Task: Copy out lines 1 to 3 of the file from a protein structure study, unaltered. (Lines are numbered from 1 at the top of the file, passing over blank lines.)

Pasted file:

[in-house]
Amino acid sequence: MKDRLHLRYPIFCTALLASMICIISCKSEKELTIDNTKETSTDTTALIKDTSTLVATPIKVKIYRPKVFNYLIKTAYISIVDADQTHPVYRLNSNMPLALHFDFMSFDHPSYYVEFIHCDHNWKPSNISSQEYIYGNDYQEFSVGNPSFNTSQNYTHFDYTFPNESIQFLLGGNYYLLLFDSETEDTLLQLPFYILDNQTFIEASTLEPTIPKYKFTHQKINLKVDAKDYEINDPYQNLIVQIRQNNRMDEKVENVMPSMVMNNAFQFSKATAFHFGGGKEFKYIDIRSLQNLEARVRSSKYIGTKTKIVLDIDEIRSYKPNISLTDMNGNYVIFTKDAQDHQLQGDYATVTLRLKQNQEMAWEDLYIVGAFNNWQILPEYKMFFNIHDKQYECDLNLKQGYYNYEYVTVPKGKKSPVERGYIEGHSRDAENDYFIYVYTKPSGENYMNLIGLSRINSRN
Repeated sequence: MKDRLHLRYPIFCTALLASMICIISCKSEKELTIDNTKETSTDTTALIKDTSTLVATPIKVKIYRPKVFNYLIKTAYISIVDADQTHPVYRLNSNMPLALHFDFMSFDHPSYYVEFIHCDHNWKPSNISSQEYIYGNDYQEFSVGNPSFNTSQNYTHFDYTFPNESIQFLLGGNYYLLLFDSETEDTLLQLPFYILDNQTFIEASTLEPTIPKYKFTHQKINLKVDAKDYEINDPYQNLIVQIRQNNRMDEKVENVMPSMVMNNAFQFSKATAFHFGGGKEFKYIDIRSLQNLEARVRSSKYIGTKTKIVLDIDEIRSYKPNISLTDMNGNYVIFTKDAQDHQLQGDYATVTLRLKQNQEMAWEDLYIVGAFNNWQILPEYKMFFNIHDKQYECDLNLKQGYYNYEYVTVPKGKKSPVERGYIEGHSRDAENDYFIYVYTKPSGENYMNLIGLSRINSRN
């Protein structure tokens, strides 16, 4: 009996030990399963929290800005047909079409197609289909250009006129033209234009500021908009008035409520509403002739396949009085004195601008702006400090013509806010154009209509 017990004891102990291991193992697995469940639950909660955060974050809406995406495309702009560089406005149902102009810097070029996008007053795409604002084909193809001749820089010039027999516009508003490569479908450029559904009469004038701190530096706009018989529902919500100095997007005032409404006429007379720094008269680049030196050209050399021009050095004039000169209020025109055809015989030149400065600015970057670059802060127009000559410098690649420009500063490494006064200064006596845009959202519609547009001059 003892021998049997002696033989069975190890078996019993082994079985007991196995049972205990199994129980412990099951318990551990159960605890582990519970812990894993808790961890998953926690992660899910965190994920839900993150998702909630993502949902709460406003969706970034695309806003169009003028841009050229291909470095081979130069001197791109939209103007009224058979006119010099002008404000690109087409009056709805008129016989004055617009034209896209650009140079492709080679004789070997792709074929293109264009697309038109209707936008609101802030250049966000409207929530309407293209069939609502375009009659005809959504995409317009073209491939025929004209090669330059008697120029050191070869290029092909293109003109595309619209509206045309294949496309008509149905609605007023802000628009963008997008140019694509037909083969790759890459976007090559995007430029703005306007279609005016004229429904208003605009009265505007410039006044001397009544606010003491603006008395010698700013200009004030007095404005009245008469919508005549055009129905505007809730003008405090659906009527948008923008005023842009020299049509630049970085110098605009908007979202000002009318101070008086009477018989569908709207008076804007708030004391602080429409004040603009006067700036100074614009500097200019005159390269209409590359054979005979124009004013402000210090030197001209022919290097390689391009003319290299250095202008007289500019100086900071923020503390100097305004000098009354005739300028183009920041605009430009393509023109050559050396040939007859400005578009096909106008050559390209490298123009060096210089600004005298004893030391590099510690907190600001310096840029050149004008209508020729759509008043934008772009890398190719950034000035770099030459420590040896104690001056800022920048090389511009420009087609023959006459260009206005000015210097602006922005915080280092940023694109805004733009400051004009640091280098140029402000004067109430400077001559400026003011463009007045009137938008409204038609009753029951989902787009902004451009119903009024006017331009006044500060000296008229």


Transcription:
[in-house]
Amino acid sequence: MKDRLHLRYPIFCTALLASMICIISCKSEKELTIDNTKETSTDTTALIKDTSTLVATPIKVKIYRPKVFNYLIKTAYISIVDADQTHPVYRLNSNMPLALHFDFMSFDHPSYYVEFIHCDHNWKPSNISSQEYIYGNDYQEFSVGNPSFNTSQNYTHFDYTFPNESIQFLLGGNYYLLLFDSETEDTLLQLPFYILDNQTFIEASTLEPTIPKYKFTHQKINLKVDAKDYEINDPYQNLIVQIRQNNRMDEKVENVMPSMVMNNAFQFSKATAFHFGGGKEFKYIDIRSLQNLEARVRSSKYIGTKTKIVLDIDEIRSYKPNISLTDMNGNYVIFTKDAQDHQLQGDYATVTLRLKQNQEMAWEDLYIVGAFNNWQILPEYKMFFNIHDKQYECDLNLKQGYYNYEYVTVPKGKKSPVERGYIEGHSRDAENDYFIYVYTKPSGENYMNLIGLSRINSRN
Repeated sequence: MKDRLHLRYPIFCTALLASMICIISCKSEKELTIDNTKETSTDTTALIKDTSTLVATPIKVKIYRPKVFNYLIKTAYISIVDADQTHPVYRLNSNMPLALHFDFMSFDHPSYYVEFIHCDHNWKPSNISSQEYIYGNDYQEFSVGNPSFNTSQNYTHFDYTFPNESIQFLLGGNYYLLLFDSETEDTLLQLPFYILDNQTFIEASTLEPTIPKYKFTHQKINLKVDAKDYEINDPYQNLIVQIRQNNRMDEKVENVMPSMVMNNAFQFSKATAFHFGGGKEFKYIDIRSLQNLEARVRSSKYIGTKTKIVLDIDEIRSYKPNISLTDMNGNYVIFTKDAQDHQLQGDYATVTLRLKQNQEMAWEDLYIVGAFNNWQILPEYKMFFNIHDKQYECDLNLKQGYYNYEYVTVPKGKKSPVERGYIEGHSRDAENDYFIYVYTKPSGENYMNLIGLSRINSRN